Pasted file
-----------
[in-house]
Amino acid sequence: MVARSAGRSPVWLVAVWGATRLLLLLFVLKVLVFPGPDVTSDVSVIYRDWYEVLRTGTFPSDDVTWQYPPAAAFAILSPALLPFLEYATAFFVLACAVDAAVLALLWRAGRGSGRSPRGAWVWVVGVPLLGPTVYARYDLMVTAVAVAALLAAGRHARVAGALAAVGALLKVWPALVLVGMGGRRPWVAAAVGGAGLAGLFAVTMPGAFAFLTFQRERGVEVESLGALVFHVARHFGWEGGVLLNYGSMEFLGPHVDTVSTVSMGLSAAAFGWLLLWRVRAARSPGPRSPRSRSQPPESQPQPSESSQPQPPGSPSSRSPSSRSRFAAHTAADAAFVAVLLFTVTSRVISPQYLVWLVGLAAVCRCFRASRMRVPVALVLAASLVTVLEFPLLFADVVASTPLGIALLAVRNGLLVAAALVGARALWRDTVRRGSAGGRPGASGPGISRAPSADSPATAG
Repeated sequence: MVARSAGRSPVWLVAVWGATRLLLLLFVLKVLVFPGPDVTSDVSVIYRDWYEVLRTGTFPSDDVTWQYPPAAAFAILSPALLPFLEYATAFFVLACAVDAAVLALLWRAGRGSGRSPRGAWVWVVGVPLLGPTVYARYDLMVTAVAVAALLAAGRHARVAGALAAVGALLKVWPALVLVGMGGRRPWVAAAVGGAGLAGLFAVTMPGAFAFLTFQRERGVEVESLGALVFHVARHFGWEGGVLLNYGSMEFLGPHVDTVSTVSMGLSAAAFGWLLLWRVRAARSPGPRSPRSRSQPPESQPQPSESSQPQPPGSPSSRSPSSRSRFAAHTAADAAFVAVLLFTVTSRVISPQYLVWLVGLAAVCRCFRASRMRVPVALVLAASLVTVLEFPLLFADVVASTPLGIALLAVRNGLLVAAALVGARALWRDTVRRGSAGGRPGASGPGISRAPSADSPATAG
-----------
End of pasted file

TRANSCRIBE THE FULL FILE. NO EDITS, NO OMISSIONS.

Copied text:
[in-house]
Amino acid sequence: MVARSAGRSPVWLVAVWGATRLLLLLFVLKVLVFPGPDVTSDVSVIYRDWYEVLRTGTFPSDDVTWQYPPAAAFAILSPALLPFLEYATAFFVLACAVDAAVLALLWRAGRGSGRSPRGAWVWVVGVPLLGPTVYARYDLMVTAVAVAALLAAGRHARVAGALAAVGALLKVWPALVLVGMGGRRPWVAAAVGGAGLAGLFAVTMPGAFAFLTFQRERGVEVESLGALVFHVARHFGWEGGVLLNYGSMEFLGPHVDTVSTVSMGLSAAAFGWLLLWRVRAARSPGPRSPRSRSQPPESQPQPSESSQPQPPGSPSSRSPSSRSRFAAHTAADAAFVAVLLFTVTSRVISPQYLVWLVGLAAVCRCFRASRMRVPVALVLAASLVTVLEFPLLFADVVASTPLGIALLAVRNGLLVAAALVGARALWRDTVRRGSAGGRPGASGPGISRAPSADSPATAG
Repeated sequence: MVARSAGRSPVWLVAVWGATRLLLLLFVLKVLVFPGPDVTSDVSVIYRDWYEVLRTGTFPSDDVTWQYPPAAAFAILSPALLPFLEYATAFFVLACAVDAAVLALLWRAGRGSGRSPRGAWVWVVGVPLLGPTVYARYDLMVTAVAVAALLAAGRHARVAGALAAVGALLKVWPALVLVGMGGRRPWVAAAVGGAGLAGLFAVTMPGAFAFLTFQRERGVEVESLGALVFHVARHFGWEGGVLLNYGSMEFLGPHVDTVSTVSMGLSAAAFGWLLLWRVRAARSPGPRSPRSRSQPPESQPQPSESSQPQPPGSPSSRSPSSRSRFAAHTAADAAFVAVLLFTVTSRVISPQYLVWLVGLAAVCRCFRASRMRVPVALVLAASLVTVLEFPLLFADVVASTPLGIALLAVRNGLLVAAALVGARALWRDTVRRGSAGGRPGASGPGISRAPSADSPATAG